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Welcome: Chairman’s Message

Welcome to the NH Voice.

In this newsletter, our intention is to strengthen community, share what we have learned, celebrate our rich legacy and reveal some of our future plans.

Giving back to our community is central to our philosophy here at NH.

Our main feature in this issue is our work on The College of Science, Technology and Applied Arts of Trinidad and Tobago (COSTAATT) Main Administration Building, in Chaguanas. This project is a strong representation of our commitment to nation building.

You can also find out about the new technology we’ve been applying to save our clients extra time and costs. We have many new challenges as a country and as a region. We are all feeling the pressure of increasing food prices, the instability and violence in communities and a fraying education system: this affects national spirit. We have had to evolve and will continue to.

You can also read about the branding of the company and the 50th Anniversary celebrations, which honoured people who have been with us for decades. We had to stop and give thanks to the long-standing members of our team without you we would not have made it so far.

We have also created The Leadership Team, made up of: Angelique Najab-Antoine, Project Services Coordinator; Richard Brewer, Project Director; John Dempsey, Managing Quantity Surveyor; Pooranlal Jairam, Senior Estimator; Omardath Jugmohan, Contracts Manager; Kristopher Lucky, I.T. Manager; John Peters, Consultant; Michael Phillips, Project Manager; Jason Reyes, Chief Accountant and Eddie Seeramlal, Purchasing Manager.

As many of you know we have been in the completions phase of most of the jobs we have in Trinidad and Tobago and have been awarded some exciting projects in the hospitality industries up the islands. We are thrilled to have secured these jobs in St Lucia, Dominica and hopefully soon in Antigua as well.

Corporate Social Responsibility is a word social scientists invented long after we were giving. Through our strengths and blessings we have a responsibility to our wider community. Through empowering and shedding light on areas of concern I feel we can continue to help this country through these turbulent times. This is the commitment, value and steadfastness that we bring to our work here at NH. We run a very lean company and the work ethic of everyone who works there is very high, I am proud to be your Chairman, Thank you!

Emile P. Elias
Chairman

Welcome: A Letter from the Managing Director

It is great to see the newsletter back in action and I hope the NH Voice will become a regular publication. A lot has been happening at NH with the recent rebranding and appointment of a Leadership Team and NH’s part of the Emile Elias and Company 50 year celebrations, which I might add we have another 25 years to go to catch up with!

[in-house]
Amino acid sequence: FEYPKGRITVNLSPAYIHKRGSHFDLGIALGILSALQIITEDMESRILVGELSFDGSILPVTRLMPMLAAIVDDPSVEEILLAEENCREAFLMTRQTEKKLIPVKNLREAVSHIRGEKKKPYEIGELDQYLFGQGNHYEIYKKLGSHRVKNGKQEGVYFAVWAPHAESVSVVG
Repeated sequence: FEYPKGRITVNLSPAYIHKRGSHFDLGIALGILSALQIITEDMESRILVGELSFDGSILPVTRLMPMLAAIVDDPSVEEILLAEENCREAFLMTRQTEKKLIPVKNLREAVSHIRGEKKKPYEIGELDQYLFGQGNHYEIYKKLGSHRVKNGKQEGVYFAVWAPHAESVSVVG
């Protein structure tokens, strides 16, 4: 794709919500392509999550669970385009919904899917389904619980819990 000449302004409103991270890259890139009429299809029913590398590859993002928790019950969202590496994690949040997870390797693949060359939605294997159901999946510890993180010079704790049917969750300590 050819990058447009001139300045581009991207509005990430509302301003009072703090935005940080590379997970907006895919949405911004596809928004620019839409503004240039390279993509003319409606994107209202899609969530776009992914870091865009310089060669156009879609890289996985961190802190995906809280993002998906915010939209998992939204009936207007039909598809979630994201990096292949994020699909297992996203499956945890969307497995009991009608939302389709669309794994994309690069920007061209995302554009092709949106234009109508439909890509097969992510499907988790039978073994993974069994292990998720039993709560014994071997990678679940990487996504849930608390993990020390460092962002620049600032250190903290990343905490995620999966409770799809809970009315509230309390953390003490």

This year has seen many successful projects being completed, which everyone in the organisation should feel proud to have been part of. Some worthy of mention are the Government Plaza fitting out projects; the COSTAATT Main Campus facility in Chaguanas and the Fairfield Housing Project in Princes Town.

The downturn in the Trinidad and Tobago economy has meant that we now have to regroup and concentrate our efforts on securing more projects from the wider Caribbean islands. There have been some successes in this respect with such projects as the Royalton resort in St Lucia and more recently the securing of the Kempinski resort in Dominica. There are several other projects in the pipeline in the islands which I am confident will bear fruits over the next 12 months. In Trinidad, we are also looking at the private sector and public private partnership arrangements with the Government although these initiatives do take some time to come to fruition.

In the last 5 years NH has become one of the leaders in the design and build sector of our industry which provides greater opportunities for us to secure projects as against the old traditional approaches where price is the prime determining success factor. We expect to strengthen further this important part of NH’s portfolio as well as promoting this to clients and developers throughout the Caribbean.

Internally we must become more efficient and look at new ways to reduce cost and increase productivity, every department must look inwards and ask themselves how this can be achieved. There must be less waste on our projects in all aspects of the resources we employ. I look forward to the support of the whole team, so that we can weather the next 6-18 months of what will certainly be a leaner period for our company and the industry as a whole.